“As we look to the future, it’s hard to imagine things going back to the way they were, and so as we design product now, there is definitely an eye on hybrid workspaces and flex-space within living environments,” says Faraaz Mirza, DLR Group mixed-use and multifamily lead designer. Energy Services Leader Rauiri Barnwell adds: “I think coming out of this pandemic, one of the future industry trends that we are going to see is a concept of energy effectiveness versus the concept of energy conservation.”
Barnwell is the firm’s energy services leader and developer of sonrai IAQ, an intelligent air quality analytics platform for smart buildings that collects and visualizes live and historical building performance data. The platform combines data from multiple sources to better understand air quality.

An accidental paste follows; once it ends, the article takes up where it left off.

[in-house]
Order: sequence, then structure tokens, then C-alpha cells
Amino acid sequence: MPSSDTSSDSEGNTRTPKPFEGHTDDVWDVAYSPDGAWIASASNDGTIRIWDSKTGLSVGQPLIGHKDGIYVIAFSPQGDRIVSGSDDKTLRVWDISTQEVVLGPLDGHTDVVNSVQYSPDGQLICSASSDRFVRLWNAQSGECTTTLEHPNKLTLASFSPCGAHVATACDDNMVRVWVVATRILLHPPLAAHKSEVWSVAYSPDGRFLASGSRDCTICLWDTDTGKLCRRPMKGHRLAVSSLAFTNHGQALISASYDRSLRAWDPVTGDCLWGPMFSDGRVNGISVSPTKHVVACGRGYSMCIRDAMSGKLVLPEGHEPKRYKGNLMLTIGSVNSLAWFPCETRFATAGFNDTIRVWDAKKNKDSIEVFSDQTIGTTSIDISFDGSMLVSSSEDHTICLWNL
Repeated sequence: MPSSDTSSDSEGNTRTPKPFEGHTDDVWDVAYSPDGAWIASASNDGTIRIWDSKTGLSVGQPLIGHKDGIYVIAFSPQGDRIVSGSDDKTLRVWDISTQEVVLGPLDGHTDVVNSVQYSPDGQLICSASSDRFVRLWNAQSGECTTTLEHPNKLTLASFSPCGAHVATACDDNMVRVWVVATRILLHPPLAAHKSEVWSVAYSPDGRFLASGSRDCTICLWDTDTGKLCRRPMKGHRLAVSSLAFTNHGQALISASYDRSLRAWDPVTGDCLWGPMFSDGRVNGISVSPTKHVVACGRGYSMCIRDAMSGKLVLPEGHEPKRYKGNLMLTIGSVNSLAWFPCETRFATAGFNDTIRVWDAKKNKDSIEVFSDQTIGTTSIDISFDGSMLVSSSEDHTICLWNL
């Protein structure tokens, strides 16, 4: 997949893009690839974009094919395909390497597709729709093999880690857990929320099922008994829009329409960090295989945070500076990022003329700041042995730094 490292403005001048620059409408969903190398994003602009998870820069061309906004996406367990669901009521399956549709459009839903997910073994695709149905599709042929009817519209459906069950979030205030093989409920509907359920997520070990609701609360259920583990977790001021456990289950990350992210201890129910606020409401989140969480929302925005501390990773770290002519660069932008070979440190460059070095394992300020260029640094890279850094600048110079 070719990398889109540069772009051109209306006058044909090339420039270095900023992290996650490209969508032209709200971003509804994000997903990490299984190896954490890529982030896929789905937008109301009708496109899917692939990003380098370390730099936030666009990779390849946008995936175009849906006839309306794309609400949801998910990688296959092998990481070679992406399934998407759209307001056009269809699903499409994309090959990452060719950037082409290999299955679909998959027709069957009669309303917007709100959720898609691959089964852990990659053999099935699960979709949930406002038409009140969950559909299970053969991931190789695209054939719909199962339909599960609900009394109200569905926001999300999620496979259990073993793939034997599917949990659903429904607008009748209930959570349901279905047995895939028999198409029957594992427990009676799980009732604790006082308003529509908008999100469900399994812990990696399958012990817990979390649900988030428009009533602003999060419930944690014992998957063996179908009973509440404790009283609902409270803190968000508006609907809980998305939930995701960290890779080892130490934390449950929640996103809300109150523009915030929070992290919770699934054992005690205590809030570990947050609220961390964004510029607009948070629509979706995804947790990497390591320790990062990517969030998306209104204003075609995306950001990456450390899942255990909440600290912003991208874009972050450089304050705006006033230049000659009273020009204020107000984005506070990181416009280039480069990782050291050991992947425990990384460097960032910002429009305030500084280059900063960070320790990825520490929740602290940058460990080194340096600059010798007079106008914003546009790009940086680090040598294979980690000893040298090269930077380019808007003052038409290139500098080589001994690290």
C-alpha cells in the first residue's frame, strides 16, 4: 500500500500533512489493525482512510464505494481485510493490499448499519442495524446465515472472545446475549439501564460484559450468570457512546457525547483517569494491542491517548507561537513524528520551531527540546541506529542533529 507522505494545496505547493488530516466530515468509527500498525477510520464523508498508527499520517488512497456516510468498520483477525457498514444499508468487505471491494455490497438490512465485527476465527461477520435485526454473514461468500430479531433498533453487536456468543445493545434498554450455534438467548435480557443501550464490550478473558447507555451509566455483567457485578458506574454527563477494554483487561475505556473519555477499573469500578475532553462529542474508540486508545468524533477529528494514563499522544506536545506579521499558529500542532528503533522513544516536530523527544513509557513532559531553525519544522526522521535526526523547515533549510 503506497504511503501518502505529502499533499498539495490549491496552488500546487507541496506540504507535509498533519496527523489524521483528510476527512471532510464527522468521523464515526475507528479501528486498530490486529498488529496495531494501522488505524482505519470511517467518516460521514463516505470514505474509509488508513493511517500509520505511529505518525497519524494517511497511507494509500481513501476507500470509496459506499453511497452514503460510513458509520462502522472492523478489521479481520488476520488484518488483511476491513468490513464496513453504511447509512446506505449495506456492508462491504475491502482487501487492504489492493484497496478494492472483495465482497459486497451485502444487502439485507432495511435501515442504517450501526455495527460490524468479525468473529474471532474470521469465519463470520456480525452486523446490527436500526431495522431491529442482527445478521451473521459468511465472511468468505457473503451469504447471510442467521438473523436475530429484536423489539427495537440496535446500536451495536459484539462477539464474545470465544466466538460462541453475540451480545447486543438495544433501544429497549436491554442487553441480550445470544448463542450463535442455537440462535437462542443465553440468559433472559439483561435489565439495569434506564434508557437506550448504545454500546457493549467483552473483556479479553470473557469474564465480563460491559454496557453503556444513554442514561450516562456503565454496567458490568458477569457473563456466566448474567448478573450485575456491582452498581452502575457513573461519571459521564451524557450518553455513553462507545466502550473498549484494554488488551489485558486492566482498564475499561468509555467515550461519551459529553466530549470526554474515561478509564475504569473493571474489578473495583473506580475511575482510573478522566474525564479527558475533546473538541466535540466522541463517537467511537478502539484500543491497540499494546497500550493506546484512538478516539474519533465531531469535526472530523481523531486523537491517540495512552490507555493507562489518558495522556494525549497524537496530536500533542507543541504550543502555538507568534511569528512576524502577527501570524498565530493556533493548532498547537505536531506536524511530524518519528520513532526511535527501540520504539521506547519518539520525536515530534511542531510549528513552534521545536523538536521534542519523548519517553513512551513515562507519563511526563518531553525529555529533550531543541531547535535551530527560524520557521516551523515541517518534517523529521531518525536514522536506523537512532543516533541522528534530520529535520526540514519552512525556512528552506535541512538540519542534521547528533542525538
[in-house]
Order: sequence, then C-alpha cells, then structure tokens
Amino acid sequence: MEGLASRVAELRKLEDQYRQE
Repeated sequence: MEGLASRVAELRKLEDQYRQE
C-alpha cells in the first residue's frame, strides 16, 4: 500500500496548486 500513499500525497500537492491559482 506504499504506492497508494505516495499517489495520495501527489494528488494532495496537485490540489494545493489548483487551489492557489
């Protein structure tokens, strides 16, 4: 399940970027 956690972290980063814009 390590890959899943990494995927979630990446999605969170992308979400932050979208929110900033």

Barnwell says sonrai IAQ was created to “put context between air quality and energy use and people counting.”
Debuted in late 2020, sonrai IAQ is now used by 10 DLR Group clients, with roughly 15 million sq ft of space currently in the platform. Clients range from school districts to Class A office buildings.
MIXED USE: The 2-million-sqft Freedom West in San Francisco will include nearly 2,400 homes with 60,000 sq ft of retail space. RENDERING COURTESY OF DLR GROUP
“You can say you saved 40% of energy last year or achieved carbon reduction goals, but was the energy that was used by that building system—whether it’s HVAC or lighting—appropriate to support a healthy and productive workplace or a healthy learning environment?” says Barnwell. “We need context between the energy that was used versus the environment it is supporting.”